Now, it is important to place the Conjoint Analysis in an actual survey sequence.  

Placing the Conjoint Analysis

Placing the conjoint analysis is done in the “Survey Flow” area.  

Figure 5:  Adding a Conjoint Analysis to a Survey Flow 

The Conjoint Block is now part of the survey.  Its appearance is somewhat different from the other blocks in the particular survey.  This may be seen in Figure #, which also has the data export tag highlighted.  

Figure 6:  Conjoint Services and Attributes Example in Instructional Design  

In a survey with a backwards arrow in Qualtrics, it is possible to navigate backwards and forwards throughout the survey. However, if there is a conjoint analysis sequence within that survey, it will not be possible to back up to prior to the conjoint analysis because this analysis is a stepwise process.  It depends on prior responses to reconfigure the next steps of the analysis, so respondents will get different setups of the question depending on their earlier preferences.  

Testing the Survey

The survey should be published in the “Distributions” area, and that link should be used for actual testing (not the “Preview Survey” option).  

Technological functionalities:  

The survey and its conjoint analysis(ses) should be tested across a range of web browsers for functionality.  

Respondent needs:  

This should also be tested for accessibility.  
The survey should be tested for clarity (with respondents).  

Data analytics:  

Finally, it is helpful to see how the conjoint analysis functions with data. Unfortunately, the “Generate Test Responses” does not work with conjoint analyses.  

Note that the conjoint analysis data is not shown in the Reports section.  It has to be exported from the survey platform as a data file (.csv, .tsv, .xml, or .spss).  The results are reported as percentages of respondents who selected a certain option within a particular context or constraints.  

Conjoint Analyses and Practicality

By common practice, conjoint analyses are usually practical and real-world, with the assumption of rational acting and decision-making by consumers in a micro-economics context.  This approach assumes that the respondents understand the questions and are correctly indicating their actual preferences…and further that they will act on their preferences in a commercial situation.   The interchange between the provider of the service / product and the consumer is transactional and practical. This means that the options offered are not “blue sky” but are actionable (and likely used for decision-making).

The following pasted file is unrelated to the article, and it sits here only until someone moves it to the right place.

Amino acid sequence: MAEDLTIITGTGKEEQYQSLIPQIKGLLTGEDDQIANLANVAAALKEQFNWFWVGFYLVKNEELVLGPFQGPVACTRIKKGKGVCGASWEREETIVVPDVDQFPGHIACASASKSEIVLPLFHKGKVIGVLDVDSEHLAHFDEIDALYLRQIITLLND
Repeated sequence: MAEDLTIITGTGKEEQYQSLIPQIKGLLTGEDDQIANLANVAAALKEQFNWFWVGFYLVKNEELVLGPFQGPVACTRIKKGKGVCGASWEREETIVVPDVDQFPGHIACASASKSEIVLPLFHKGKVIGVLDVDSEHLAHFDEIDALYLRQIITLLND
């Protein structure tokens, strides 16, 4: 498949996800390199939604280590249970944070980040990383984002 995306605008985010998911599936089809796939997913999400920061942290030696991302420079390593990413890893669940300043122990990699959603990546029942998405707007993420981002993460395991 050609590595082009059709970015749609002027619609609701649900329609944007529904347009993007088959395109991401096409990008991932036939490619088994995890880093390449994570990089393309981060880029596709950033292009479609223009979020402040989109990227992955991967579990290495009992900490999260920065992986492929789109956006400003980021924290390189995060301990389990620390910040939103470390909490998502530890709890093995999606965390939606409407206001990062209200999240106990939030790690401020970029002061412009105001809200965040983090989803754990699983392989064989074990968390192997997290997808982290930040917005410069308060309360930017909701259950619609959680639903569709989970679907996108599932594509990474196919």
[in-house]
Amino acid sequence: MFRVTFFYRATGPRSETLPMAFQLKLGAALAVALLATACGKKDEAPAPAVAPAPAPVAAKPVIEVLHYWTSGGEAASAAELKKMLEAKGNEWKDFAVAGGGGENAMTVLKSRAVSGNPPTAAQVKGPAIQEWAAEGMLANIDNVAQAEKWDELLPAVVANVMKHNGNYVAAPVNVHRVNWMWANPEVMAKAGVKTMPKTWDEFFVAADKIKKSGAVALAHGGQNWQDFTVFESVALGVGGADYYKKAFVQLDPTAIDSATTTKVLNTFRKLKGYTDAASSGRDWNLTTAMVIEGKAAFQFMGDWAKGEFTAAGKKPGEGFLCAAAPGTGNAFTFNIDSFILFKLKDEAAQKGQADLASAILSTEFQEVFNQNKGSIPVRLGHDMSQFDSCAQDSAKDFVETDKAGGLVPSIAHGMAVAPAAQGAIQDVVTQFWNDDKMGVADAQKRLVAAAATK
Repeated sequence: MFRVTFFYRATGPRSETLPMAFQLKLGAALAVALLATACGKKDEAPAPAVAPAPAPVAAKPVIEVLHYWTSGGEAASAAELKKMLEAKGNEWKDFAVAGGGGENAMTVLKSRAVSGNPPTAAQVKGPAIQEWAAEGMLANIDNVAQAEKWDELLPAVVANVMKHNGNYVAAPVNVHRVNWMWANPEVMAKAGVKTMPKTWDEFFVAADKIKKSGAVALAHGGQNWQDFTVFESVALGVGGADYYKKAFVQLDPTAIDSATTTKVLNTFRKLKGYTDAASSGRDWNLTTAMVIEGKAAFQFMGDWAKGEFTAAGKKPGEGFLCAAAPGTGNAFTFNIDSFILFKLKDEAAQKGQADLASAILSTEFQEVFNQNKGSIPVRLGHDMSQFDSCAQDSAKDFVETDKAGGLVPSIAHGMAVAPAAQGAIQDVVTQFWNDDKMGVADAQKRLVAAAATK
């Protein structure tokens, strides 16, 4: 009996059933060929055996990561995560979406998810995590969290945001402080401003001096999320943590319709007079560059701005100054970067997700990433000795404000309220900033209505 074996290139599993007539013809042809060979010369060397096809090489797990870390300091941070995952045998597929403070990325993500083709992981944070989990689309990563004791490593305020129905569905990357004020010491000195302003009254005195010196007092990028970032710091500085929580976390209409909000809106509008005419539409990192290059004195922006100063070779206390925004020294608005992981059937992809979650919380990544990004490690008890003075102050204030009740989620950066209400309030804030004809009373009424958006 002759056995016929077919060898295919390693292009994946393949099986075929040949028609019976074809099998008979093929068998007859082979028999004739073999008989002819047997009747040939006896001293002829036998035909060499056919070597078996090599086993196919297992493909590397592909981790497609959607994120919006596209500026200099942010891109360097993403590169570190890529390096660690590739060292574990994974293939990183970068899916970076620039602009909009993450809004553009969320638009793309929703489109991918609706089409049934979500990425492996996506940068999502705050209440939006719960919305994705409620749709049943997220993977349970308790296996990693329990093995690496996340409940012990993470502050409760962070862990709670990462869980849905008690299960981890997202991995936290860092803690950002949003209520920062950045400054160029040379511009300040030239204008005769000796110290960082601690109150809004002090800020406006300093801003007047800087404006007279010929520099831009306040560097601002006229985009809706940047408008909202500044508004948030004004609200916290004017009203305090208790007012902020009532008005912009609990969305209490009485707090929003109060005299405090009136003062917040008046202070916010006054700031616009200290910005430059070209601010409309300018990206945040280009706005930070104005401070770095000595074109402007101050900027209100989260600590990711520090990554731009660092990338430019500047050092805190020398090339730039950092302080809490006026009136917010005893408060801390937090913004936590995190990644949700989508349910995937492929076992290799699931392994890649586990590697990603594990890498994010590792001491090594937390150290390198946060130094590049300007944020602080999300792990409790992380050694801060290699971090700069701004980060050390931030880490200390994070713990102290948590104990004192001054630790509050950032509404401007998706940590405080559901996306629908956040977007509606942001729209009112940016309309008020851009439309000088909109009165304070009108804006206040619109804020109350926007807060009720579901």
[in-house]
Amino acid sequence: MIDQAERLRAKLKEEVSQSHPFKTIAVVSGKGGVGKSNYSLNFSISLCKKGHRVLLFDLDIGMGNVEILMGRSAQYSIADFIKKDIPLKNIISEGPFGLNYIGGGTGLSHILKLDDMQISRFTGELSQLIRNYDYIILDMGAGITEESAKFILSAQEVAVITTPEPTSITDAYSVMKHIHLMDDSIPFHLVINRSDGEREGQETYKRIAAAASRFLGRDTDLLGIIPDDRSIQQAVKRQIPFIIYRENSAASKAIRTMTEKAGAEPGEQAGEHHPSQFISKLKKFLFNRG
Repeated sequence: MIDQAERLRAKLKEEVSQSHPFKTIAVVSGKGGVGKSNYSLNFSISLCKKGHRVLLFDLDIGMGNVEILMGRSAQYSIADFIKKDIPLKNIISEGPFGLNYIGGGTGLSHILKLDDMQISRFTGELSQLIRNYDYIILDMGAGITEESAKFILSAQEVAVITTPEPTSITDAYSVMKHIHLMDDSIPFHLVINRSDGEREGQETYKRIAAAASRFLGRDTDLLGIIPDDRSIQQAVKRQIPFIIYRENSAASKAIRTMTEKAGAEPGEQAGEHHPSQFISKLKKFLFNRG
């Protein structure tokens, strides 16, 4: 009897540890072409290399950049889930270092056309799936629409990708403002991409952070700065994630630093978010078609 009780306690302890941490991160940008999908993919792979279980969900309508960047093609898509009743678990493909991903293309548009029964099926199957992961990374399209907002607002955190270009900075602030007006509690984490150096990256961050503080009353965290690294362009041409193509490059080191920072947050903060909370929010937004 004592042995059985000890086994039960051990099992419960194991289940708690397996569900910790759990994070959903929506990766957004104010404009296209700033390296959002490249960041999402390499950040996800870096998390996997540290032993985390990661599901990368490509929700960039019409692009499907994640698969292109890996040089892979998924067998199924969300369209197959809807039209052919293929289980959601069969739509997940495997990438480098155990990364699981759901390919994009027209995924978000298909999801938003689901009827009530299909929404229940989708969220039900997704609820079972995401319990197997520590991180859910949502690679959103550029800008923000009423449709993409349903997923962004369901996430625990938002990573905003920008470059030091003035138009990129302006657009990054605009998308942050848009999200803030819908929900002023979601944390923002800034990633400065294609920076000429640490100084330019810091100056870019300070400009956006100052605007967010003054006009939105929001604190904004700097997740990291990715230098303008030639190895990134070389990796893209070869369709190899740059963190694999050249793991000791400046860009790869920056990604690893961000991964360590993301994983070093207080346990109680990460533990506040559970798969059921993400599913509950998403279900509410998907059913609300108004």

Other Conjoint Analyses

This short article presented a walkthrough of the self-explicated conjoint analysis model, but there are others that may be deployed with the add-on of a conjoint analysis suite from Qualtrics (which may include choice-based / discrete choice, adaptive choice-based, menu-based, and MaxDiff).  (Or, those with more sophisticated statistical analyses capabilities may be able to harness the rich question types in the Qualtrics Research Suite and collect their own data and compute the fractional factorial analyses themselves using IBM’s SPSS or another tool.)  

Those interested in doing a walk-through, “A Sample Conjoint Analysis Setup on Qualtrics” may be accessed here.  


Those who use Qualtrics come from various professional contexts—the private sector, the public sector, and elsewhere.  The conjoint analysis hails from the commercial sector, but it has a variety of applications in education and research.  

About the Author

Shalin Hai-Jew works as an instructional designer at Kansas State University.  Her email is  

She is editing a text titled "Qualitative and Quantitative Methods in Online Survey Design and Data Analytics." Chapter proposals are being elicited through the end of August 2018.